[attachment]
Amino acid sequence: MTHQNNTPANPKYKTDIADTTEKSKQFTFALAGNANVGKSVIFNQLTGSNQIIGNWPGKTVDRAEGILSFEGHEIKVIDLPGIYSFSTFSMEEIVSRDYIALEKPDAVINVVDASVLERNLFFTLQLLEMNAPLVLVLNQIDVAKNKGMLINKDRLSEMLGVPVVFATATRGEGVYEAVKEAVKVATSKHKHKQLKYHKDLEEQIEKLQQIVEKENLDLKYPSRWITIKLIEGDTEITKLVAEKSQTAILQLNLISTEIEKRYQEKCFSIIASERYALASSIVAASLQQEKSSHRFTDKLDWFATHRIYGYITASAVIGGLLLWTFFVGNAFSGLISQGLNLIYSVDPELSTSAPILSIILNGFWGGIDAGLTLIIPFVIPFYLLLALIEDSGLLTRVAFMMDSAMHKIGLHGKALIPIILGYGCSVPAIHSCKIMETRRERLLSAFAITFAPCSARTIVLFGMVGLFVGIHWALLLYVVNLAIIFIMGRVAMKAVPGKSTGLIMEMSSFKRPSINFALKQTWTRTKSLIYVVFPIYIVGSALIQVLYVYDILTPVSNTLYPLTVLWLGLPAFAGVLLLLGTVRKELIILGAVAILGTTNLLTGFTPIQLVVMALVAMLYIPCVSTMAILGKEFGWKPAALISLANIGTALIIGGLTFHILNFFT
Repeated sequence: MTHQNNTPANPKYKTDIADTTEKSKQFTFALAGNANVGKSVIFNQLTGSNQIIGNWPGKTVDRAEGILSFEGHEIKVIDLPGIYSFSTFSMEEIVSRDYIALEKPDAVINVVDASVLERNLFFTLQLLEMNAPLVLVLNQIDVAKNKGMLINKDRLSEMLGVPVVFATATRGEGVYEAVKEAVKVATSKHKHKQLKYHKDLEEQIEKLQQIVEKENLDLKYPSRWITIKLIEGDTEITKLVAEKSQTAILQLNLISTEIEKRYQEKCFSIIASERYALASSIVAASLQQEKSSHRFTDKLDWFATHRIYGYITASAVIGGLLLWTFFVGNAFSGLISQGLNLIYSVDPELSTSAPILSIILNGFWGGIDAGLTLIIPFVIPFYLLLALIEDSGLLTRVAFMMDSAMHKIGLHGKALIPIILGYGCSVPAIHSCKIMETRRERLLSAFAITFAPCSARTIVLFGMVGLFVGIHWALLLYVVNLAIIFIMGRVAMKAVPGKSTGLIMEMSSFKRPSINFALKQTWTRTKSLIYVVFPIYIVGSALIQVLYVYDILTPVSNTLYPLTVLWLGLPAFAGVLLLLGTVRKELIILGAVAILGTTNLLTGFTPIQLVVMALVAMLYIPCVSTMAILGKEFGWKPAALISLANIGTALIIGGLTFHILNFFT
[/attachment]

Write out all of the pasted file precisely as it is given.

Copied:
Amino acid sequence: MTHQNNTPANPKYKTDIADTTEKSKQFTFALAGNANVGKSVIFNQLTGSNQIIGNWPGKTVDRAEGILSFEGHEIKVIDLPGIYSFSTFSMEEIVSRDYIALEKPDAVINVVDASVLERNLFFTLQLLEMNAPLVLVLNQIDVAKNKGMLINKDRLSEMLGVPVVFATATRGEGVYEAVKEAVKVATSKHKHKQLKYHKDLEEQIEKLQQIVEKENLDLKYPSRWITIKLIEGDTEITKLVAEKSQTAILQLNLISTEIEKRYQEKCFSIIASERYALASSIVAASLQQEKSSHRFTDKLDWFATHRIYGYITASAVIGGLLLWTFFVGNAFSGLISQGLNLIYSVDPELSTSAPILSIILNGFWGGIDAGLTLIIPFVIPFYLLLALIEDSGLLTRVAFMMDSAMHKIGLHGKALIPIILGYGCSVPAIHSCKIMETRRERLLSAFAITFAPCSARTIVLFGMVGLFVGIHWALLLYVVNLAIIFIMGRVAMKAVPGKSTGLIMEMSSFKRPSINFALKQTWTRTKSLIYVVFPIYIVGSALIQVLYVYDILTPVSNTLYPLTVLWLGLPAFAGVLLLLGTVRKELIILGAVAILGTTNLLTGFTPIQLVVMALVAMLYIPCVSTMAILGKEFGWKPAALISLANIGTALIIGGLTFHILNFFT
Repeated sequence: MTHQNNTPANPKYKTDIADTTEKSKQFTFALAGNANVGKSVIFNQLTGSNQIIGNWPGKTVDRAEGILSFEGHEIKVIDLPGIYSFSTFSMEEIVSRDYIALEKPDAVINVVDASVLERNLFFTLQLLEMNAPLVLVLNQIDVAKNKGMLINKDRLSEMLGVPVVFATATRGEGVYEAVKEAVKVATSKHKHKQLKYHKDLEEQIEKLQQIVEKENLDLKYPSRWITIKLIEGDTEITKLVAEKSQTAILQLNLISTEIEKRYQEKCFSIIASERYALASSIVAASLQQEKSSHRFTDKLDWFATHRIYGYITASAVIGGLLLWTFFVGNAFSGLISQGLNLIYSVDPELSTSAPILSIILNGFWGGIDAGLTLIIPFVIPFYLLLALIEDSGLLTRVAFMMDSAMHKIGLHGKALIPIILGYGCSVPAIHSCKIMETRRERLLSAFAITFAPCSARTIVLFGMVGLFVGIHWALLLYVVNLAIIFIMGRVAMKAVPGKSTGLIMEMSSFKRPSINFALKQTWTRTKSLIYVVFPIYIVGSALIQVLYVYDILTPVSNTLYPLTVLWLGLPAFAGVLLLLGTVRKELIILGAVAILGTTNLLTGFTPIQLVVMALVAMLYIPCVSTMAILGKEFGWKPAALISLANIGTALIIGGLTFHILNFFT